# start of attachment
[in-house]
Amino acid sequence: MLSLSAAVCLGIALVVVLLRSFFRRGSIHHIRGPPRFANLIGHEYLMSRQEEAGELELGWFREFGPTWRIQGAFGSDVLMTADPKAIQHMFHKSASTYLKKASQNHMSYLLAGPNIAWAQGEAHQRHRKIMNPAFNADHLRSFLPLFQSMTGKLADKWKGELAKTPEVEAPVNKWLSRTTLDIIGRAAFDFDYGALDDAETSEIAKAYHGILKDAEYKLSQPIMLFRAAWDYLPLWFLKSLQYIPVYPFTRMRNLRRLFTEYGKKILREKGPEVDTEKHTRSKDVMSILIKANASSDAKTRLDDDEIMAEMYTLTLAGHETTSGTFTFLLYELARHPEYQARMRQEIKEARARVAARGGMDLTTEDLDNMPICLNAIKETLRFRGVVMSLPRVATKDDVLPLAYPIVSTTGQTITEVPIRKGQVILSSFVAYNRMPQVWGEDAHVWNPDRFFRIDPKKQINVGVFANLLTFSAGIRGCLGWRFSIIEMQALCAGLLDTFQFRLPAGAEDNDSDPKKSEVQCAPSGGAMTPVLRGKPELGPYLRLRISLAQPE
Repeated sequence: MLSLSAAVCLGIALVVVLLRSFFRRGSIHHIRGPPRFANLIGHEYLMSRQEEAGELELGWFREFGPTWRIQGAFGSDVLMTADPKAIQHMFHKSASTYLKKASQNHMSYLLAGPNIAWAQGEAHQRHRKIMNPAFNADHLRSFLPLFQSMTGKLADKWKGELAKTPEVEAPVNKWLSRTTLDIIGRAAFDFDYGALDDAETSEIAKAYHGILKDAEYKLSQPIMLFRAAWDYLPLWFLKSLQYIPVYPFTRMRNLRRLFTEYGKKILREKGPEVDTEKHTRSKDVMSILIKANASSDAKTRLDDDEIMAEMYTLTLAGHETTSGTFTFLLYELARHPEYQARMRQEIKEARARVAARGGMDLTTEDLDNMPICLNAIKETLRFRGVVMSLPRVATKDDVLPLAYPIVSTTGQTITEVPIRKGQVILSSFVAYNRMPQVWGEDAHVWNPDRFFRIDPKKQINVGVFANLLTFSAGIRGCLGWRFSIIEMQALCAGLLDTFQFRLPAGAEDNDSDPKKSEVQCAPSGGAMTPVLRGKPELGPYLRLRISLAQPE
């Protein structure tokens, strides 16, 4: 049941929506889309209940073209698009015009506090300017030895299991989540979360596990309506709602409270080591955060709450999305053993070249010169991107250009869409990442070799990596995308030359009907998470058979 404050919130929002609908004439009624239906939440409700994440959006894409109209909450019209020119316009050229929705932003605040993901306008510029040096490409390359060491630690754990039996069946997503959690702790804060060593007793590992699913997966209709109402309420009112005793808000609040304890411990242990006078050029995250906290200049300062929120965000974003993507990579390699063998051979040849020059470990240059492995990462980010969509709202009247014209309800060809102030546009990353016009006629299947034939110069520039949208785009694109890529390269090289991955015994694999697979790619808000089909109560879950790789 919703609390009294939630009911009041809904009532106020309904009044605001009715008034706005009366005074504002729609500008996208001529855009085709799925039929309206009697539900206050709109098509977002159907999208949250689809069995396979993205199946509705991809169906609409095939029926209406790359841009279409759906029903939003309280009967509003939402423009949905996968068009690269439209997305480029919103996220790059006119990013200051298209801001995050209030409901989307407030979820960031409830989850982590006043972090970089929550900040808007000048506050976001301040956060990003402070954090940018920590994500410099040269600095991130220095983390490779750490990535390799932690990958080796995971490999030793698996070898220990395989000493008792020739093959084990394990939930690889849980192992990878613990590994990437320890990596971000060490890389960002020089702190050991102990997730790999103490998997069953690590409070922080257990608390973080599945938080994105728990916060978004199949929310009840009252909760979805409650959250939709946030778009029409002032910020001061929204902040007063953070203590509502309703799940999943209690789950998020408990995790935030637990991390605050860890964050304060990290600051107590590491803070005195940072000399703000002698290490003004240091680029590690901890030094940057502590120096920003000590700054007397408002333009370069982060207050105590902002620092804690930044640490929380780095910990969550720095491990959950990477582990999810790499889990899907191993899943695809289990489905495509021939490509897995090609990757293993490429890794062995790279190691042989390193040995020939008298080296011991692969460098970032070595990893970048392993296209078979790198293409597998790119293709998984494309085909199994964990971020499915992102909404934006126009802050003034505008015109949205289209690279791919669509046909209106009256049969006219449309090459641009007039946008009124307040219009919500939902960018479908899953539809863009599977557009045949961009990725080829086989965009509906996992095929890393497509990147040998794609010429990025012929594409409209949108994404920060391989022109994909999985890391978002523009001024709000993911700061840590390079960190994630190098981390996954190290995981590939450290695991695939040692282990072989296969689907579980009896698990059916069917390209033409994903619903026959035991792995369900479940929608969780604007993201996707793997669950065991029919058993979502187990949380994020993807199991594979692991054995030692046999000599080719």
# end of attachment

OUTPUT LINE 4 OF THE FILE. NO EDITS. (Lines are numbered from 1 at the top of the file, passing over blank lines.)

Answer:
């Protein structure tokens, strides 16, 4: 049941929506889309209940073209698009015009506090300017030895299991989540979360596990309506709602409270080591955060709450999305053993070249010169991107250009869409990442070799990596995308030359009907998470058979 404050919130929002609908004439009624239906939440409700994440959006894409109209909450019209020119316009050229929705932003605040993901306008510029040096490409390359060491630690754990039996069946997503959690702790804060060593007793590992699913997966209709109402309420009112005793808000609040304890411990242990006078050029995250906290200049300062929120965000974003993507990579390699063998051979040849020059470990240059492995990462980010969509709202009247014209309800060809102030546009990353016009006629299947034939110069520039949208785009694109890529390269090289991955015994694999697979790619808000089909109560879950790789 919703609390009294939630009911009041809904009532106020309904009044605001009715008034706005009366005074504002729609500008996208001529855009085709799925039929309206009697539900206050709109098509977002159907999208949250689809069995396979993205199946509705991809169906609409095939029926209406790359841009279409759906029903939003309280009967509003939402423009949905996968068009690269439209997305480029919103996220790059006119990013200051298209801001995050209030409901989307407030979820960031409830989850982590006043972090970089929550900040808007000048506050976001301040956060990003402070954090940018920590994500410099040269600095991130220095983390490779750490990535390799932690990958080796995971490999030793698996070898220990395989000493008792020739093959084990394990939930690889849980192992990878613990590994990437320890990596971000060490890389960002020089702190050991102990997730790999103490998997069953690590409070922080257990608390973080599945938080994105728990916060978004199949929310009840009252909760979805409650959250939709946030778009029409002032910020001061929204902040007063953070203590509502309703799940999943209690789950998020408990995790935030637990991390605050860890964050304060990290600051107590590491803070005195940072000399703000002698290490003004240091680029590690901890030094940057502590120096920003000590700054007397408002333009370069982060207050105590902002620092804690930044640490929380780095910990969550720095491990959950990477582990999810790499889990899907191993899943695809289990489905495509021939490509897995090609990757293993490429890794062995790279190691042989390193040995020939008298080296011991692969460098970032070595990893970048392993296209078979790198293409597998790119293709998984494309085909199994964990971020499915992102909404934006126009802050003034505008015109949205289209690279791919669509046909209106009256049969006219449309090459641009007039946008009124307040219009919500939902960018479908899953539809863009599977557009045949961009990725080829086989965009509906996992095929890393497509990147040998794609010429990025012929594409409209949108994404920060391989022109994909999985890391978002523009001024709000993911700061840590390079960190994630190098981390996954190290995981590939450290695991695939040692282990072989296969689907579980009896698990059916069917390209033409994903619903026959035991792995369900479940929608969780604007993201996707793997669950065991029919058993979502187990949380994020993807199991594979692991054995030692046999000599080719």